For those of you who are like me and are just now getting around to checking it out, here are a few titles from June's Indie Next list — Hot picks from the nation's independent booksellers. You can get the full list here (PDF):
(Gallery/Scout Press, 9781501126925, $22.95)
Synopsis: In this smart, suspenseful, and intense literary thriller, debut novelist Iain Reid explores the depths of the human psyche, questioning consciousness, free will, the value of relationships, fear, and the limitations of solitude. Reminiscent of Jose Saramago’s early work, Michel Faber’s cult classic Under the Skin, and Lionel Shriver’s We Need to Talk about Kevin, I’m Thinking of Ending Things is an edgy, haunting debut. Tense, gripping, and atmospheric, this novel pulls you in from the very first page…and never lets you go.
(Grand Central Publishing, 9781455561780, $26)
Synopsis: On a foggy summer night, eleven people--ten privileged, one down-on-his-luck painter--depart Martha's Vineyard on a private jet headed for New York. Sixteen minutes later, the unthinkable happens: the plane plunges into the ocean. The only survivors are Scott Burroughs--the painter--and a four-year-old boy, who is now the last remaining member of an immensely wealthy and powerful media mogul's family.
(Melville House, 9781612195469, trade paperback, $16.95)
Synopsis: Ollie Krueger’s days as a punk kid practicing street magic are are mostly behind her. Now she’s a butcher at Carnage, a high-end restaurant offering deconstructed takes on meat. On busy nights Ollie and her partner, Guychardson, race to see who can produce the most finished cuts. Ollie’s the better butcher, but somehow Guychardson always wins ... and Ollie thinks maybe it’s because the mysterious knife he uses is magic.
This is Bushnell's second novel. His first, The Weirdness, was published in 2014. For fans of Christopher Moore, Will Self, & Max Barry.
(Doubleday, 9780385540162, $27.95)
Synopsis: Welcome to a Victorian England unlike any other you have experienced before. Here, wicked thoughts (both harmless and hate-filled) appear in the air as telltale wisps of Smoke.
Young Thomas Argyle, a son of aristocracy, has been sent to an elite boarding school. Here he will be purged of Wickedness, for the wealthy do not Smoke. When he resists a sadistic headboy's temptations to Smoke, a much larger struggle beyond the school walls is revealed. Shortly thereafter, on a trip to London, Thomas and his best friend witness events that make them begin to question everything they have been taught about Smoke. And thus the adventure begins... You will travel by coach to a grand estate where secrets lurk in attic rooms and hidden laboratories; where young love blossoms; and where a tumultuous relationship between a mother and her children is the crucible in which powerful passions are kindled, and dangerous deeds must be snuffed out in a desperate race against time.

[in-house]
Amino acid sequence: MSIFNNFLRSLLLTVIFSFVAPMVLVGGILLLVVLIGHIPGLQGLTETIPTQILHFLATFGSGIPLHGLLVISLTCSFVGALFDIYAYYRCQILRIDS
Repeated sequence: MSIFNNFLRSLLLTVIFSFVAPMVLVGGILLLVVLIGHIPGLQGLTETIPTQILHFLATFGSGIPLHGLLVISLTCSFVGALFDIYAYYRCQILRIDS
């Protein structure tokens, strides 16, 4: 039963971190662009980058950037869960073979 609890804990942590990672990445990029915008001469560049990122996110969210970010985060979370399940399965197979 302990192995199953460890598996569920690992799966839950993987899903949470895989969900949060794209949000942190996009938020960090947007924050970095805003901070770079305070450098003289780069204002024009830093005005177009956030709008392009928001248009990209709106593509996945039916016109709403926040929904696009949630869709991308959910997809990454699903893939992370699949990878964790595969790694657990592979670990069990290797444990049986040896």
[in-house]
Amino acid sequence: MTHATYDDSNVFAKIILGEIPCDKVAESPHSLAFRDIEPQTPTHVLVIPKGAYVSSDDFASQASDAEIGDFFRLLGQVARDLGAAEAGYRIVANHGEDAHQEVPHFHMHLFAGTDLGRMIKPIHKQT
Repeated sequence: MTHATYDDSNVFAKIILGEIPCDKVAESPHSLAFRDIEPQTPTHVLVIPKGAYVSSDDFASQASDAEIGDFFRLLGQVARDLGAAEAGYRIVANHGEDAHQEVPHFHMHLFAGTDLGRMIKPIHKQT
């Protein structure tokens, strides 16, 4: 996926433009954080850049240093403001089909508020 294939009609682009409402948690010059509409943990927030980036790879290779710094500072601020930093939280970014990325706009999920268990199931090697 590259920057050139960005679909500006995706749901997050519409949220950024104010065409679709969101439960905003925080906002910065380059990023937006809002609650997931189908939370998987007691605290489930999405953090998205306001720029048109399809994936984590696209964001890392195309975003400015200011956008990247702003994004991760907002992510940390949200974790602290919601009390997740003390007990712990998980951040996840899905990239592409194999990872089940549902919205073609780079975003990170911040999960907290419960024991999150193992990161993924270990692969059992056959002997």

This is Vyleta's 4th novel.
For fans of Harry Potter and Jonathan Strange and Mr. Norrell.
(Graywolf Press, 9781555977412, trade paperback, $14)
Synopsis: Here he is, husband and father, scruffy romantic, a shambolic scholar--a man adrift in the wake of his wife's sudden, accidental death. And there are his two sons who like him struggle in their London apartment to face the unbearable sadness that has engulfed them. The father imagines a future of well-meaning visitors and emptiness, while the boys wander, savage and unsupervised.
In this moment of violent despair they are visited by Crow--antagonist, trickster, goad, protector, therapist, and babysitter. This self-described "sentimental bird," at once wild and tender, who "finds humans dull except in grief," threatens to stay with the wounded family until they no longer need him. As weeks turn to months and the pain of loss lessens with the balm of memories, Crow's efforts are rewarded and the little unit of three begins to recover: Dad resumes his book about the poet Ted Hughes; the boys get on with it, grow up.
Part novella, part polyphonic fable, part essay on grief, Max Porter's extraordinary debut combines compassion and bravura style to dazzling effect. Full of angular wit and profound truths, Grief Is the Thing with Feathers is a startlingly original and haunting debut by a significant new talent.
Winner of of the International Dylan Thomas Prize
Finalist for the Guardian First Book Award
Finalist for the Goldsmiths Prize
Booklist starred review